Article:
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Southern Nights

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Allen Toussaint produced a kind of masterpiece with his first Reprise album, Life, Love and Faith, finding previously unimagined variations on his signature New Orleans R&B sound. For its 1975 sequel, Southern Nights, he went even further out, working with producer Marshall Sehorn to create a hazy vague concept album that flirted with neo-psychedelia while dishing out his deepest funk and sweetest soul. It's a bit of an unfocused album, but that's largely due to the repeated instrumental "filler," usually based on the theme of the title song, that pops up between every two or so songs, undercutting whatever momentum the album is building. That, along with a song or two that are merely average Toussaint, prevents Southern Nights from being a full-fledged masterpiece, but it comes close enough to that level of distinction anyway due to the brilliance of its best songs. There is, of course, "Southern Nights," which Glen Campbell later took to the top of the charts, but it's nearly unrecognizable here, given a swirling, trippy arrangement that plays like a heat mirage. It's rivalled by the exquisite "What Do You Want the Girl to Do?," later covered by both Bonnie Raitt and Boz Scaggs, neither of which equal the beautiful, sighing resignation of Toussaint's impeccable vocal performance. Then, there are the songs that weren't covered, but should have been, like the nearly anthemic "Back in Baby's Arm," the rolling, catchy "Basic Lady," the stately "You Will Not Lose," or the steady-grooving end-of-the-night "When the Party's Over." Then, there are the songs that perhaps only Toussaint could sing, given their complex yet nimble grooves: witness how "Country John" seems like a simple, straight-ahead New Orleans raver but really switches tempo and rhythm over the course of the song, or how the monumental "Last Train" builds from its spare, funky opening to a multi-layered conclusion boasting one of Toussaint's best horn arrangements and vocal hooks. These disparate sounds may not be tied together by the interludes, as they were intended, but they nevertheless hold together because they're strong songs all bearing Toussaint's unmistakable imprint. They're so good that they nearly knock the "near" of off the near-masterpiece status for Southern Nights, and they're the reason why the album should be a part of any serious soul collection.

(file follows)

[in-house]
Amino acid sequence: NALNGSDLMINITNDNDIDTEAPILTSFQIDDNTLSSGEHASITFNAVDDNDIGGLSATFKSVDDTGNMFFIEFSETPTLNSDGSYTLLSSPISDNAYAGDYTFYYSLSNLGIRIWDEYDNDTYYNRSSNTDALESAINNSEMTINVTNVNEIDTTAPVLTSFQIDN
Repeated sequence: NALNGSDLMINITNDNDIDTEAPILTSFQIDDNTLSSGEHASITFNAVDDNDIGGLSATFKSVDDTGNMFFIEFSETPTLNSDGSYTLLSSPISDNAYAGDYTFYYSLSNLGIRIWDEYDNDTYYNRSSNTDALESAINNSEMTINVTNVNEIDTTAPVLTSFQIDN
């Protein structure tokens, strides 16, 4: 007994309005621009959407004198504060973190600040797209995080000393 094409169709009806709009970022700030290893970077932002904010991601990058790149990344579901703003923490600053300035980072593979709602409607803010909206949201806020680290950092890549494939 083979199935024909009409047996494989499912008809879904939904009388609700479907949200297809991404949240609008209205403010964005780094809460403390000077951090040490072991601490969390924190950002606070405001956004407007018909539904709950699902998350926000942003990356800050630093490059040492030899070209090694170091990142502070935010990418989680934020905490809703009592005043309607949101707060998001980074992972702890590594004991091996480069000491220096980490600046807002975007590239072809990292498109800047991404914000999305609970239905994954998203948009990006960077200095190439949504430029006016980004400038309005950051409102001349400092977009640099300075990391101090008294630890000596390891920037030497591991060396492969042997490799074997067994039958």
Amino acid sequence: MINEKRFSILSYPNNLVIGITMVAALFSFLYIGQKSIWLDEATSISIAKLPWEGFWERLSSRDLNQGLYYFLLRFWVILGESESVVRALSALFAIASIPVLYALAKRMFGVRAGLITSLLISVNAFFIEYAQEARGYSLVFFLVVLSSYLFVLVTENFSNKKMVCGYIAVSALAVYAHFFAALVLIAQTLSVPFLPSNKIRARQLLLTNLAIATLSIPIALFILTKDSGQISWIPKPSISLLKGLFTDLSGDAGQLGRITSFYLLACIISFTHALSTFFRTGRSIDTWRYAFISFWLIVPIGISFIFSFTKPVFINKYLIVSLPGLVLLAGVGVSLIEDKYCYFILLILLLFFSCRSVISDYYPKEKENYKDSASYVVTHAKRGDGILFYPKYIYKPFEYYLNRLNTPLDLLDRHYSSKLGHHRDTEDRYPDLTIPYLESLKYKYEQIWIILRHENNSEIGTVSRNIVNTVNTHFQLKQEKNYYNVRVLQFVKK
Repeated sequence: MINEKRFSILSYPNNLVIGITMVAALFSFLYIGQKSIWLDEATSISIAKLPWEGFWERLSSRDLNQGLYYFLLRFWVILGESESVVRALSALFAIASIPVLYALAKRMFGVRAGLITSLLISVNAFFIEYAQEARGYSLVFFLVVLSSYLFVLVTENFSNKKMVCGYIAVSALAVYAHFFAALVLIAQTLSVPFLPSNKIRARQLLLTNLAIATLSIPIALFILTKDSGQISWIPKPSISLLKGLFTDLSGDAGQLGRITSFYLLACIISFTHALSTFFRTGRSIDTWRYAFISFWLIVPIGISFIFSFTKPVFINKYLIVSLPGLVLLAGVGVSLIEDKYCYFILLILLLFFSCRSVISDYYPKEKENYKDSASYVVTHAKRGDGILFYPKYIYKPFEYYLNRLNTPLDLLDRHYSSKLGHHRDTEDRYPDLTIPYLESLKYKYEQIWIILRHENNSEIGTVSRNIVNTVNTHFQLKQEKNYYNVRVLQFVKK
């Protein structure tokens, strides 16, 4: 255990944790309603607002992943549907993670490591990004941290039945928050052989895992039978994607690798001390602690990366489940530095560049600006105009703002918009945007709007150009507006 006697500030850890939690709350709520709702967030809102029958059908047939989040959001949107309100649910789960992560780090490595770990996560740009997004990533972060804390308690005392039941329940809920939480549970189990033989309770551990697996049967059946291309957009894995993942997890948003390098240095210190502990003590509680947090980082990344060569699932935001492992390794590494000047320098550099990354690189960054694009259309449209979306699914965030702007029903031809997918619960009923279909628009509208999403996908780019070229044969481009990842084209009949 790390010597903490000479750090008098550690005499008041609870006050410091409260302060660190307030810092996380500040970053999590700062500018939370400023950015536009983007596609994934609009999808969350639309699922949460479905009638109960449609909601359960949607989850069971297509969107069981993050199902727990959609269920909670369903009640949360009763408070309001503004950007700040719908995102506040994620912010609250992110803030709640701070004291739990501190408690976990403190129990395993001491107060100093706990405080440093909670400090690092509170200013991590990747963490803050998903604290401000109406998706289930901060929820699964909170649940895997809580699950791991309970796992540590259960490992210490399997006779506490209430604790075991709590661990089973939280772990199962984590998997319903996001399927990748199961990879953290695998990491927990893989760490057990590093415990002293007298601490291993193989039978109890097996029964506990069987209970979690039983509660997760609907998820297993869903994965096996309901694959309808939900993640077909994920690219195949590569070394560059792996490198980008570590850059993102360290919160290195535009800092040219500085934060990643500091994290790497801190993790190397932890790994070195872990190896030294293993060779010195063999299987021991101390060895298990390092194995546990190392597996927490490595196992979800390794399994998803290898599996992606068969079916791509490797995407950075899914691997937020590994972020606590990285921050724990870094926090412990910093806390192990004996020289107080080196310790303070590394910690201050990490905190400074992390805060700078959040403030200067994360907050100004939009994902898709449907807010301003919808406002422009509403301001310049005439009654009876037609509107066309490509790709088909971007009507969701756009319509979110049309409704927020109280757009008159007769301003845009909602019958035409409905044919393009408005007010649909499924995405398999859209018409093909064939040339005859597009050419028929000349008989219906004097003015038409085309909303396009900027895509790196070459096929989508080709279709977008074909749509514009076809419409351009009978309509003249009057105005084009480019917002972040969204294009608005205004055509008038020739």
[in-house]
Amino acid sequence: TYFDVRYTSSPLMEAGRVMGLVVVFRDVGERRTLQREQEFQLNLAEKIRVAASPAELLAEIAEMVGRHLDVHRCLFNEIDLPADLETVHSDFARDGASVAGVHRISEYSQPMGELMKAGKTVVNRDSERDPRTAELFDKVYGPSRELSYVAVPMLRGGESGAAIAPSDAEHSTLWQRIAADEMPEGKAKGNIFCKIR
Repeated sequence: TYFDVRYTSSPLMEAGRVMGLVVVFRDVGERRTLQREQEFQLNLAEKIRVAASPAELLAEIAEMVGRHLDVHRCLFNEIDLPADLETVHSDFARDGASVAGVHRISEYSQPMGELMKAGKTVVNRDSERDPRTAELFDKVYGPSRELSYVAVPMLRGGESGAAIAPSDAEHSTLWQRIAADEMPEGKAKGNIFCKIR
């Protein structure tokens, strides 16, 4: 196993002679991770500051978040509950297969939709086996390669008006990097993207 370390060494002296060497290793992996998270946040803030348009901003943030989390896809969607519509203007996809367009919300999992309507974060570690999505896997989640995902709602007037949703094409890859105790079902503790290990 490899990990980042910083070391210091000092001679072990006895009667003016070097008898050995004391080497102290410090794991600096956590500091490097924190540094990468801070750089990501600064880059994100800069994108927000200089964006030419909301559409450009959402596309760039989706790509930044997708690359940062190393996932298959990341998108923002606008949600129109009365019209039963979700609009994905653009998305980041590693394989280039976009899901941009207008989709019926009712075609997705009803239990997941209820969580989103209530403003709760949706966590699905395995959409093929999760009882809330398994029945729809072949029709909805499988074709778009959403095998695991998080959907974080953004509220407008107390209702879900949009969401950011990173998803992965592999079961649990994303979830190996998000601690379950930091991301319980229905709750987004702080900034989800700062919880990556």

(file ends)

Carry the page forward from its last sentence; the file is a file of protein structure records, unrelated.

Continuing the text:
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SOUL / 20eme siècle, 50's-70's.

Cet artiste de la Nouvelle-Orleans débute comme pianiste au milieu des 50's. Il sort un premier album instrumental sous le nom "Al Tousan". A travers les décennies 60 et 70, il s'impose comme un très grand producteur de soul music, notamment avec Irma Thomas, Lee Dorsey, Chocolate Milk et General Johnson. En solo, il commence son parcours avec cet album au début des 70's. Comme beaucoup de bons producteurs, son travail solo n'est pas à la hauteur de ses réalisations pour les autres. Quelques bons titres néanmoins.

Biographie

Né(e) : 14 janvier 1938 à New Orleans, LA

Genre : Jazz

Années d’activité : '50s, '60s, '70s, '80s, '90s, '00s, '10s

Producer, songwriter, arranger, session pianist, solo artist — Allen Toussaint has worn all these hats over the course of his lengthy and prolific career, and his behind-the-scenes work alone would have been enough to make him a legend of New Orleans R&B. Thanks to his work with numerous other artists, Toussaint bore an enormous amount of responsibility for the sound of R&B in the Crescent City from the '60s on into the '70s. His productions kept with the times, moving from rollicking,...
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Southern Nights, Allen Toussaint
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